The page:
In a few more weeks as freezing temps get close, I may reach the level of spaghetti-sauce making or maybe I’ll just donate to the food bank instead. Hmmm…maybe both.
One more fun event in my fall garden is the heirloom roses (‘The Impressionist’ and ‘Louise Clements’, both from Heirloom Roses) are finally putting out glorious, long-lasting blooms. They have a hard time keeping any blooms on (they wither in a day) in the 90-100+ degree days of summer, but as soon as the heat wanes they bring forth some beautiful color that lasts!
How about you? What is fun and fierce in your Fall garden?
18 thoughts on “The Fall Garden, Both Fun and Fierce”
Thank you for the information on espalier – I have never seen this before and it really looks great. I have a perfectly lonely fence that I just might have to try this on.
That is great! I have really enjoyed growing them this way. I really don’t like white vinyl fencing but we are stuck with it so the apple espalier helps hide it!
Verbena B has taken over my fall garden but that’s ok since the monarchs are feasting on it. 🙂 My tomato developed some weird disease and died a while back. Your apples look great! What are you going to do with them all?
HI there! I know, I love Verbena B too but I don’t have any monarchs. I bet that is so cool to see! I’m hoping to store quite a few apples in a cold storage place we have in the house but I am also going to make a lemony apple pie and some apple pastry bars. (Hopefully!)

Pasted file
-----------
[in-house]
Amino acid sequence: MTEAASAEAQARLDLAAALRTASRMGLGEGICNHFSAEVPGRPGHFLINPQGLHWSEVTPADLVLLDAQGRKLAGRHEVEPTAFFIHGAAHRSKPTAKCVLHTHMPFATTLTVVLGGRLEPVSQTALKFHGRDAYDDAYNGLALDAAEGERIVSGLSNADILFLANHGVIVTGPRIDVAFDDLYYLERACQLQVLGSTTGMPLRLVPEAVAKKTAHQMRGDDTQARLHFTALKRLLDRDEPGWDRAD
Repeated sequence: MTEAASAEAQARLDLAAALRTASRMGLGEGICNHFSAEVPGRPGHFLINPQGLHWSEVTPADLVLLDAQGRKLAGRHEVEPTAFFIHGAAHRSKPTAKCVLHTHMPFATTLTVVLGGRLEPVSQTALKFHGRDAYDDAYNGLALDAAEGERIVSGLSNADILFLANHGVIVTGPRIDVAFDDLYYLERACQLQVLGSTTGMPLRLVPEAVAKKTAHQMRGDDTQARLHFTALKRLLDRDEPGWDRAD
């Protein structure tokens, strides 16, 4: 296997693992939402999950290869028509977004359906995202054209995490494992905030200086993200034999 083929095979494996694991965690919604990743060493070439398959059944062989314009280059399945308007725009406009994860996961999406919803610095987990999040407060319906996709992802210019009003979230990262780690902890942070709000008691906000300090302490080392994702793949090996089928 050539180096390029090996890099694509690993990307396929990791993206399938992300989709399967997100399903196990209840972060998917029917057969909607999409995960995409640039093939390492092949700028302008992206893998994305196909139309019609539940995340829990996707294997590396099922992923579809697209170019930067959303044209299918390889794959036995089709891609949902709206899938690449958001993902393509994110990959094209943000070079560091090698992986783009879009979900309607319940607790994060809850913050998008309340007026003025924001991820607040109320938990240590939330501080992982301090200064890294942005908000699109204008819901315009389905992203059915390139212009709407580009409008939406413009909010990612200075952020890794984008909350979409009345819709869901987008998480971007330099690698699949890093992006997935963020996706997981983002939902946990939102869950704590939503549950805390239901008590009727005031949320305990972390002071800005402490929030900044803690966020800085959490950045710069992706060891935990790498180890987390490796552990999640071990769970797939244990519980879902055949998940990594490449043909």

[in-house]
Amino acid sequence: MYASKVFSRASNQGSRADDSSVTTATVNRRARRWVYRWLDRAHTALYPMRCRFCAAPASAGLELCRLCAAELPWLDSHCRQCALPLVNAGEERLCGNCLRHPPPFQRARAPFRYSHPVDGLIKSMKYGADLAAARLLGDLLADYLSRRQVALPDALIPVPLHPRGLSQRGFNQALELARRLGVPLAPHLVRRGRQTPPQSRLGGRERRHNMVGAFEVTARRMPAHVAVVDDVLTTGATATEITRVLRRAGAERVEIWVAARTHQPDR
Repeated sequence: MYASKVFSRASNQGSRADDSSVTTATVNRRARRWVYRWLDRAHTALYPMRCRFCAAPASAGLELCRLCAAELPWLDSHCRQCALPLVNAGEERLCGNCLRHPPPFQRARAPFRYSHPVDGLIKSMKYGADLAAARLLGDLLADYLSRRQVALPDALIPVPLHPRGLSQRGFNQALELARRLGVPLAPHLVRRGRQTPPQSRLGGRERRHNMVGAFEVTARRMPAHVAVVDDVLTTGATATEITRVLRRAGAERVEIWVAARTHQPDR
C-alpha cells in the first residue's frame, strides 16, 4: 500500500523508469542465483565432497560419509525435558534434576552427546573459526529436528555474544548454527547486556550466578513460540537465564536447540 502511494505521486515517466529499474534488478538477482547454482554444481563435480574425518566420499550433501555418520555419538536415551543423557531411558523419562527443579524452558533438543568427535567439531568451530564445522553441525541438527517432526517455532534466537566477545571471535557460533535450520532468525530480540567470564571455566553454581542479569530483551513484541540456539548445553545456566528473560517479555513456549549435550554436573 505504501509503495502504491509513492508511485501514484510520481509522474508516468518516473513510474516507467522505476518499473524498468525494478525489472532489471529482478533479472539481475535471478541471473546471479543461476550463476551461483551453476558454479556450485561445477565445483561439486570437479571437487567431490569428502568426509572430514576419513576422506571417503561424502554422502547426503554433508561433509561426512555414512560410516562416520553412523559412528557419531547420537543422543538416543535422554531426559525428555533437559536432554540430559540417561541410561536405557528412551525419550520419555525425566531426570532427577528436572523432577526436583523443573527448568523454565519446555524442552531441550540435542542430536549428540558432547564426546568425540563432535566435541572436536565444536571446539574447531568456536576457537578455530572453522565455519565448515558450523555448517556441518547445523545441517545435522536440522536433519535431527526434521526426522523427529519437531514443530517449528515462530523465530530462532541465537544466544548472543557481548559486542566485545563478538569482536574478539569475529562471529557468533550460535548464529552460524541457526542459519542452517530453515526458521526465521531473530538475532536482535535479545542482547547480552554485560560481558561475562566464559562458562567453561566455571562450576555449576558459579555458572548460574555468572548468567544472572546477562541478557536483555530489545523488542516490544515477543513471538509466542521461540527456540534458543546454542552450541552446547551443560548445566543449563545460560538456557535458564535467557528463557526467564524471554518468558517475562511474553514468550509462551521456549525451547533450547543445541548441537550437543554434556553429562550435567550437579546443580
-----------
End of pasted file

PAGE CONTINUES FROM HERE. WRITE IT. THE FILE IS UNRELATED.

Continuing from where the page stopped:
I need to come back when I can read this better – only have time to skim – but the Sungold tomato looks awesome –
Thanks for stopping by Y!
well I must say that this is such wonderful post – the up and down views – and the fruit – mmmm and mmmm 🙂
hope you are doing well – have a great week.
Amazing garden, I love how you have used space so efficiently.
That last picture is lovely – roses and asters together. 🙂 Your tomatoes look really healthy – have fun with the rest of your harvest this month!
Thank you Cathy! Yes I love purple and peach together. I hope one day my roses will be larger and more robust! That is aster ‘Frikarti Monch’ and it needs divided next spring as it is getting huge!
Those apple trees are wonderful and extremely clever of you. I can see how your kids would love them. I don’t think I have ever seen a tomato climb a trellis like that before – mine always need assistance!
It looks like you are still in summer…I wish our garden would produce like this at this later date…love the apples!
Oh your garden is beautiful! And those apples! I’m adding those to my garden list for next year:)
Very pretty! We’ve been enjoying our tomatoes. Right now we’re enjoying the last of our Heritage rose, some asters and mums, and color on our staghorn sumac.
You truly have a beautiful garden. Your photographs do it justice. It is nice to met you. I invite you to visit my blog. Hugs,Barbara
I dearly love your espaliered apple trees. Just gorgeous and so showy. I bet you get tons of fruit from them. Thanks so much for joining the gardening club. I plan to post a wrapup from the veggie garden soon.~~Dee
Not only do you have a beautiful garden but your photos of it are terrific. Sadly here in New Hampshire, our growing season is basically.